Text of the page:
8. height : Float width : Float isStudent : Boolean = false origin size Attributes (cont’d) attributes You can further specify an attribute by stating its class and possibly a default initial value CS6359

  9. Operations • Abstraction of something that can be done to an object. • Shared by every object of the same class. • May cause object to change state. • Short verb representing behavior of representing class. • First letter of every word capitalized except the first. addUser() isEmpty() CS6359

  10. Operations (cont’d) operations reset() setAlarm( t : Temperature ) value() : Temperature add() move() You can specify an operation by stating its signature, covering the name, type and default value of all parameters and a return type CS6359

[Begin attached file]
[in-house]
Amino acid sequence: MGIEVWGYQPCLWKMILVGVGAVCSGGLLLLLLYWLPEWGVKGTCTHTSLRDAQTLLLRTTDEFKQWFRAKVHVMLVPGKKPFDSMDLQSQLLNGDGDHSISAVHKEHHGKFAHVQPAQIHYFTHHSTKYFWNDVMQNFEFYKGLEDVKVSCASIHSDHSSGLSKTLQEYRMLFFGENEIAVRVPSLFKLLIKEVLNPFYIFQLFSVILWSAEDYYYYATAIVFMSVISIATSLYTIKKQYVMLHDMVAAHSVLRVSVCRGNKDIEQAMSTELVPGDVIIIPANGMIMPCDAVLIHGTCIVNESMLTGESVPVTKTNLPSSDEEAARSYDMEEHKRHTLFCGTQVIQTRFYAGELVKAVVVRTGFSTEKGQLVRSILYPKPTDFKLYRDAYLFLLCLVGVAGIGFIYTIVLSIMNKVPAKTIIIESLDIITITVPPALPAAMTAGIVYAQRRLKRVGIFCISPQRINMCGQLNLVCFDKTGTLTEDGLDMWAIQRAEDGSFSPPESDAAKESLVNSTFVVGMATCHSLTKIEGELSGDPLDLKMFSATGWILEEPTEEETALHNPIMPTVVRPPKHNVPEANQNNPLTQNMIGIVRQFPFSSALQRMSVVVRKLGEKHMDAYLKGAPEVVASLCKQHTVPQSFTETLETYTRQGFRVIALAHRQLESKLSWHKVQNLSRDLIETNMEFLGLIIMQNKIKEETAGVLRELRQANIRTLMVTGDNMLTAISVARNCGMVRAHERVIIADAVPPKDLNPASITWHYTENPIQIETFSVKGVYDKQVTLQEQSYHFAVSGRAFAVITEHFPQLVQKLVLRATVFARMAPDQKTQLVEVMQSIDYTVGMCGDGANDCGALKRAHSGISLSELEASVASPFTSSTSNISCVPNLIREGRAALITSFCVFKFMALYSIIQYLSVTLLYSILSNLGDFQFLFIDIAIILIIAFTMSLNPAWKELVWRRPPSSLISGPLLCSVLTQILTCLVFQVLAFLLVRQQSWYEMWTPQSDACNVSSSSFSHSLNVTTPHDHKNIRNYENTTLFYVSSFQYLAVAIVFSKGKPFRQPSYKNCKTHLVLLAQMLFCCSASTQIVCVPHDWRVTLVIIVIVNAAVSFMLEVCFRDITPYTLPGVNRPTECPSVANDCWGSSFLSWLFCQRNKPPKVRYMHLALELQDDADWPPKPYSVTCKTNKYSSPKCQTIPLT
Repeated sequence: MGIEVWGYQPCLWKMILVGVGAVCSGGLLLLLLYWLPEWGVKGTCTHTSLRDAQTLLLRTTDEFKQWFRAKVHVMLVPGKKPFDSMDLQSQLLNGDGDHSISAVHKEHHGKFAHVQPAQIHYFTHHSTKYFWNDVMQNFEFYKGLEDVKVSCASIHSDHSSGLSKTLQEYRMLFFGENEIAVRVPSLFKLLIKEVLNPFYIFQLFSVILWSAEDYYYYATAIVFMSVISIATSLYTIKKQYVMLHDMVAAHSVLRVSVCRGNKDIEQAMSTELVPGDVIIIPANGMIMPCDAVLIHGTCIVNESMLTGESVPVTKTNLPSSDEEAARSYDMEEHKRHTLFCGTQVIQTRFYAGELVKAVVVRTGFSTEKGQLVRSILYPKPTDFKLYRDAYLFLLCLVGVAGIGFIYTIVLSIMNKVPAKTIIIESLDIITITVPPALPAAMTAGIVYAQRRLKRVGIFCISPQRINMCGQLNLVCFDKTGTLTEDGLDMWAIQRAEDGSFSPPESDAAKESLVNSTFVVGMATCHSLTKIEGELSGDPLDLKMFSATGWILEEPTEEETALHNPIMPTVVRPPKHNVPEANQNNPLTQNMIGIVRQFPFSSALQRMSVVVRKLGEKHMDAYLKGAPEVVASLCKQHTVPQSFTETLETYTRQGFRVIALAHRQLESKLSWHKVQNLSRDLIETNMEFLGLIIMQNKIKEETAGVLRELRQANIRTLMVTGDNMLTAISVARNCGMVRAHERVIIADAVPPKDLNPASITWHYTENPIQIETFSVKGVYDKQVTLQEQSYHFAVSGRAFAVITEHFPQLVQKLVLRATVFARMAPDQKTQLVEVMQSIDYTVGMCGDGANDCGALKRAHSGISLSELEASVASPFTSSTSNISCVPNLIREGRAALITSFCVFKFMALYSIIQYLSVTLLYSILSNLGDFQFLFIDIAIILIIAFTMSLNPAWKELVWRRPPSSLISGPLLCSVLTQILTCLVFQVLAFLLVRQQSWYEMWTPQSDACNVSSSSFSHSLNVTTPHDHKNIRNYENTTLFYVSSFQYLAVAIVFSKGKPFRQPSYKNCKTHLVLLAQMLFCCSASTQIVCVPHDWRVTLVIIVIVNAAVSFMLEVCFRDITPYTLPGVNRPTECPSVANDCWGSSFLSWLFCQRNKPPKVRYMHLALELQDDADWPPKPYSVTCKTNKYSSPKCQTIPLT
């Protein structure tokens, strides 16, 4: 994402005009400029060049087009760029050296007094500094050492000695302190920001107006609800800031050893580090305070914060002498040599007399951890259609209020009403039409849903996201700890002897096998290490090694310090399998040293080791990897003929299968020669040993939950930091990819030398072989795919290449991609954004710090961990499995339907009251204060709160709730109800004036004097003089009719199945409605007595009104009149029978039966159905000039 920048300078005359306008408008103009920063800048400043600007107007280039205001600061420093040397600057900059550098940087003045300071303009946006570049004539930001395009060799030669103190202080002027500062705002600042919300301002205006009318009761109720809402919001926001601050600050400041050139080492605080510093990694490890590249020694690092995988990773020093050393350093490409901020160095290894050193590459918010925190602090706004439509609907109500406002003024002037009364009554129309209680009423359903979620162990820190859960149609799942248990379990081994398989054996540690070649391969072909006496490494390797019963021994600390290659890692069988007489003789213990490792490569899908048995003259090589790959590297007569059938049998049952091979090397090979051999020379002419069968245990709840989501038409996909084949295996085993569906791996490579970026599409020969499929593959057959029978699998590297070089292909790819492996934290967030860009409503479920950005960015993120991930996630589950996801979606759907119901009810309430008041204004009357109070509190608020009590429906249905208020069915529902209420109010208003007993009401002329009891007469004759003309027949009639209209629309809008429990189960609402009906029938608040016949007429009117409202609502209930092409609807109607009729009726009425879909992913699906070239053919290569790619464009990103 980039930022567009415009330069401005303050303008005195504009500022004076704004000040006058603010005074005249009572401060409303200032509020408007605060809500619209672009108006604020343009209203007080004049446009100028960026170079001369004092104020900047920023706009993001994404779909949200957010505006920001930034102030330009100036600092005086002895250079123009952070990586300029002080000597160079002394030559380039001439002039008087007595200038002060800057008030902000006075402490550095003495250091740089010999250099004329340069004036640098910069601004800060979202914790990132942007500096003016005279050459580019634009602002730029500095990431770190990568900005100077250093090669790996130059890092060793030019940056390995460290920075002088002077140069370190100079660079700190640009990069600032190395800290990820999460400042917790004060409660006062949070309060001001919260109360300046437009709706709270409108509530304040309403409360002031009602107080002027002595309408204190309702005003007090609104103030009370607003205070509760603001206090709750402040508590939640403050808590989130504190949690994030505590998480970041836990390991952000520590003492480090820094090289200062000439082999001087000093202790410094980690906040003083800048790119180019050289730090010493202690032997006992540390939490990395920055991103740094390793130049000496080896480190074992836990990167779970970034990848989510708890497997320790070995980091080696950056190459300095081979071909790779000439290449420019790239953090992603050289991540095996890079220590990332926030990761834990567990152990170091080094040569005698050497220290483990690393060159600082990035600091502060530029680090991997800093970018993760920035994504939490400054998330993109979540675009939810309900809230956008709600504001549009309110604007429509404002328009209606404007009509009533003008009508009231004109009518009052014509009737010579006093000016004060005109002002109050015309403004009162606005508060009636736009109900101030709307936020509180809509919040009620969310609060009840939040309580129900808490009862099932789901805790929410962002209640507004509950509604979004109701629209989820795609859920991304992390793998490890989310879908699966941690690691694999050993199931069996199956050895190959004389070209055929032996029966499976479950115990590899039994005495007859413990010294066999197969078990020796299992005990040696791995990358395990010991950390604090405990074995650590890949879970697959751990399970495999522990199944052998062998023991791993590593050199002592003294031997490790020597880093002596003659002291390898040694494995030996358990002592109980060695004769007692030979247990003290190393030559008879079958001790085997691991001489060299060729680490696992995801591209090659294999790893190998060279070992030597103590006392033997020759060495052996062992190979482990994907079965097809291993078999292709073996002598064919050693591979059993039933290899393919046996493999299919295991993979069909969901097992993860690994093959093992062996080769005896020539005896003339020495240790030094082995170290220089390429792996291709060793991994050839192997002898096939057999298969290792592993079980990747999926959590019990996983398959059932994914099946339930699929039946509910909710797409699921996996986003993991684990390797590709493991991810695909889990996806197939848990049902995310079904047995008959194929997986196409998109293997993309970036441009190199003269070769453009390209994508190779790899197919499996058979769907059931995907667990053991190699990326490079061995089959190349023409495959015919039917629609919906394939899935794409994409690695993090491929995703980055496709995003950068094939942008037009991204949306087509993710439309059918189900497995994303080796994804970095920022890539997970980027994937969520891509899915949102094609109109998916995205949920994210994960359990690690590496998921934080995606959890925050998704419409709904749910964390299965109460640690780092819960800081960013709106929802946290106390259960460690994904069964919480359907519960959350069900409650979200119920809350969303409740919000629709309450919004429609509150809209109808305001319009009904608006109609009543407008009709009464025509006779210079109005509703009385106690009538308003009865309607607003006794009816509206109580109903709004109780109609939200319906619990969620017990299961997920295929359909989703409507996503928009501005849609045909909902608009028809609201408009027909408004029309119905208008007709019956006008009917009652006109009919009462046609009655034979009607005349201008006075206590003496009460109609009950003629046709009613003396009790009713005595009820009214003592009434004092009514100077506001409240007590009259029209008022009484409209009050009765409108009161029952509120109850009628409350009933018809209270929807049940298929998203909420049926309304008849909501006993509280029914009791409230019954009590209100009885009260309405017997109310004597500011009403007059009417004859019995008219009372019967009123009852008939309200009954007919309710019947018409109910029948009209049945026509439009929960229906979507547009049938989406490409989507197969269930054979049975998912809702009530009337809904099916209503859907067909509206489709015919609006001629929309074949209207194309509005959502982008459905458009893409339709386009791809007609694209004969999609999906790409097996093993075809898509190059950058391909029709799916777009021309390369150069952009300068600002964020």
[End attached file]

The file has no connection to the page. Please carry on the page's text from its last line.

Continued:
11. Organizing • Only a subset of attributes and operations are typically relevant to any one view. • Elide a class; hide non-relevant information. • Use stereotypes to categorize. • Use ellipsis to specifyadditional attributes oroperations <<constructor>> new() new( p : Policy ) <<process>> process( o : Order ) … <<query>> isSuspect( o : Order ) CS6359

  12. Responsibilities • Contract or obligation of a class. • Carried out by attributes and operations. • Techniques • CRC cards (Class-Responsibility-Collaborator);Kent Beck and Ward Cunningham; ’89 • Use case based analysis. CS6359